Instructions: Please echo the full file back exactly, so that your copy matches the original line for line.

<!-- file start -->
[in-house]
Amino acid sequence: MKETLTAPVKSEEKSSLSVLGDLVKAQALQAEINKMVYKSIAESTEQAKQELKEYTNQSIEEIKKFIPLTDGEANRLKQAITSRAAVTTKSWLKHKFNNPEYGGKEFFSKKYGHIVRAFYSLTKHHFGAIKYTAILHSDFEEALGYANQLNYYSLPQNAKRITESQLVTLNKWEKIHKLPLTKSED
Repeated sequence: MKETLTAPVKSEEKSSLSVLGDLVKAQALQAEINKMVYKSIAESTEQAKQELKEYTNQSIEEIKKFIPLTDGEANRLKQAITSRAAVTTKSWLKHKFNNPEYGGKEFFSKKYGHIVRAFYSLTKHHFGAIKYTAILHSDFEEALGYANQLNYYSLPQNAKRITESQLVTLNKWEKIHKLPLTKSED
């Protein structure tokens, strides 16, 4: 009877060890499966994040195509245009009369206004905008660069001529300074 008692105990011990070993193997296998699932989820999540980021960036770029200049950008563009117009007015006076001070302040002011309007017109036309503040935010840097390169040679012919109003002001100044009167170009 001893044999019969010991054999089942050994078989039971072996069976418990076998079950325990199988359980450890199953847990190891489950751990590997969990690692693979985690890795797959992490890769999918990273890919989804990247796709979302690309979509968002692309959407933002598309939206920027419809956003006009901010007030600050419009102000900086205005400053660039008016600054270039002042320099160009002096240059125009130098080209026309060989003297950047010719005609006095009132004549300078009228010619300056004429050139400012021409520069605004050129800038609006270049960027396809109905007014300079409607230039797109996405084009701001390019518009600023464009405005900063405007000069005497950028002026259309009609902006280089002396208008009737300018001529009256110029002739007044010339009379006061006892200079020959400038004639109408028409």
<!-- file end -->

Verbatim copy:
[in-house]
Amino acid sequence: MKETLTAPVKSEEKSSLSVLGDLVKAQALQAEINKMVYKSIAESTEQAKQELKEYTNQSIEEIKKFIPLTDGEANRLKQAITSRAAVTTKSWLKHKFNNPEYGGKEFFSKKYGHIVRAFYSLTKHHFGAIKYTAILHSDFEEALGYANQLNYYSLPQNAKRITESQLVTLNKWEKIHKLPLTKSED
Repeated sequence: MKETLTAPVKSEEKSSLSVLGDLVKAQALQAEINKMVYKSIAESTEQAKQELKEYTNQSIEEIKKFIPLTDGEANRLKQAITSRAAVTTKSWLKHKFNNPEYGGKEFFSKKYGHIVRAFYSLTKHHFGAIKYTAILHSDFEEALGYANQLNYYSLPQNAKRITESQLVTLNKWEKIHKLPLTKSED
């Protein structure tokens, strides 16, 4: 009877060890499966994040195509245009009369206004905008660069001529300074 008692105990011990070993193997296998699932989820999540980021960036770029200049950008563009117009007015006076001070302040002011309007017109036309503040935010840097390169040679012919109003002001100044009167170009 001893044999019969010991054999089942050994078989039971072996069976418990076998079950325990199988359980450890199953847990190891489950751990590997969990690692693979985690890795797959992490890769999918990273890919989804990247796709979302690309979509968002692309959407933002598309939206920027419809956003006009901010007030600050419009102000900086205005400053660039008016600054270039002042320099160009002096240059125009130098080209026309060989003297950047010719005609006095009132004549300078009228010619300056004429050139400012021409520069605004050129800038609006270049960027396809109905007014300079409607230039797109996405084009701001390019518009600023464009405005900063405007000069005497950028002026259309009609902006280089002396208008009737300018001529009256110029002739007044010339009379006061006892200079020959400038004639109408028409």